This means, of course, that if you’ve always identified yourself as a logical, left-brained person, you are no longer off the hook when creative problems arise. 

Time Constraints and Stress Hurt Creativity 

Constant deadlines, high-pressure work environments, never-ending urgent emails, and an unending to-do list have a bad effect on creativity. 

Studies show that working under pressure and looming deadlines results in higher anxiety and lowered creative processing. Though we all understand that anxiety thing from experience, we might not realize how time constraints can hinder our creative thinking. 

We actually can come up with ideas or solutions or whatever is needed; it’s a survival response. But while we think we are being creative, what we are actually doing is pumping out mediocre responses in hopes of avoiding the perceived danger of missing that deadline. 

Not Working Really Helps Creative Work 

Taking breaks. Taking a nap or taking a walk. Grabbing a quick coffee and a chat. All of these things don’t look like creative work. They look like the opposite of work. But what they produce in the brain - dopamine - leads to an increase in creativity.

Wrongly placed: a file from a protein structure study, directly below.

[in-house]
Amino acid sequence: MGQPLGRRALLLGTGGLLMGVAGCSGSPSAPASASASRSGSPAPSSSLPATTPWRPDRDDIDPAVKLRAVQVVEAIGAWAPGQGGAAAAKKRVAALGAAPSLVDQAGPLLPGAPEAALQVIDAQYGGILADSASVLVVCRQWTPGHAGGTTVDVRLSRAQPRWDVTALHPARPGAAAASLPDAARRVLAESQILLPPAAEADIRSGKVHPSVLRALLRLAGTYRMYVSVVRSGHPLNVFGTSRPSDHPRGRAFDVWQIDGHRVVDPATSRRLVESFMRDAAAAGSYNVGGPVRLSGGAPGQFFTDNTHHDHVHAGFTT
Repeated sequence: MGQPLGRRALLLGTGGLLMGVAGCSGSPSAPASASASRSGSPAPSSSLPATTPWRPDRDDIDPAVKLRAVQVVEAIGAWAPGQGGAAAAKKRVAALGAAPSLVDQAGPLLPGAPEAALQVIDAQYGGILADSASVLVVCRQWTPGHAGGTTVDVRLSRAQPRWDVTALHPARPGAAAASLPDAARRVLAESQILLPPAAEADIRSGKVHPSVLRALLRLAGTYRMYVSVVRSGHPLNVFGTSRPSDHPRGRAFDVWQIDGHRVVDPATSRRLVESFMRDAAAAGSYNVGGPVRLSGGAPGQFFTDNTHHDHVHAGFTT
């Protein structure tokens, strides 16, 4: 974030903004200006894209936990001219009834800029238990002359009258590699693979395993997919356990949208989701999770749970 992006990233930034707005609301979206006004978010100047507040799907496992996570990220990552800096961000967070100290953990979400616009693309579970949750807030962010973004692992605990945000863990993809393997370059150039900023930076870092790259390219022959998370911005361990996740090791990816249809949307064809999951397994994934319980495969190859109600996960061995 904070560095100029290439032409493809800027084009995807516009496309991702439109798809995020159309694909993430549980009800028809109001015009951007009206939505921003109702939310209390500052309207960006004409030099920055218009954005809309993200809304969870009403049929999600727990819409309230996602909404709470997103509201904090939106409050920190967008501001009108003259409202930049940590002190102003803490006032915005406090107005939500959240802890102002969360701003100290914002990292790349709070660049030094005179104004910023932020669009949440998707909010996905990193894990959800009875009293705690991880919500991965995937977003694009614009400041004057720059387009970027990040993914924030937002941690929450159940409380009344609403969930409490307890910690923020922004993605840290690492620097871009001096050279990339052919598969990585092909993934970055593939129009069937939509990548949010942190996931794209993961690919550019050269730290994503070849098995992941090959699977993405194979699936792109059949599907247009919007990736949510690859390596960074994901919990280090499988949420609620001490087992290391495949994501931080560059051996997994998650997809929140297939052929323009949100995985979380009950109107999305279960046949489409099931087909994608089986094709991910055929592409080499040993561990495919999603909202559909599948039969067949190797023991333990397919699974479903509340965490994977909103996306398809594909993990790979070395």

According to recent research in the field of neuroscience, the more dopamine we have in our brain, the higher our creative drive becomes. So doing those things that release dopamine, like staring out the window at a beautiful sky, fitting in some exercise, or distracting yourself with a pleasant break, do help us in our creative work. It just doesn’t become obvious until the dopamine-inducing activity is over and we settle back into work, feeling strangely refreshed and full of ideas. 

How to Use the Science in Your Life 

How can the science help you to increase your own creativity or encourage creativity in your team? Here are three ways. 

1. Don’t dismiss analytical thinkers as “uncreative” people.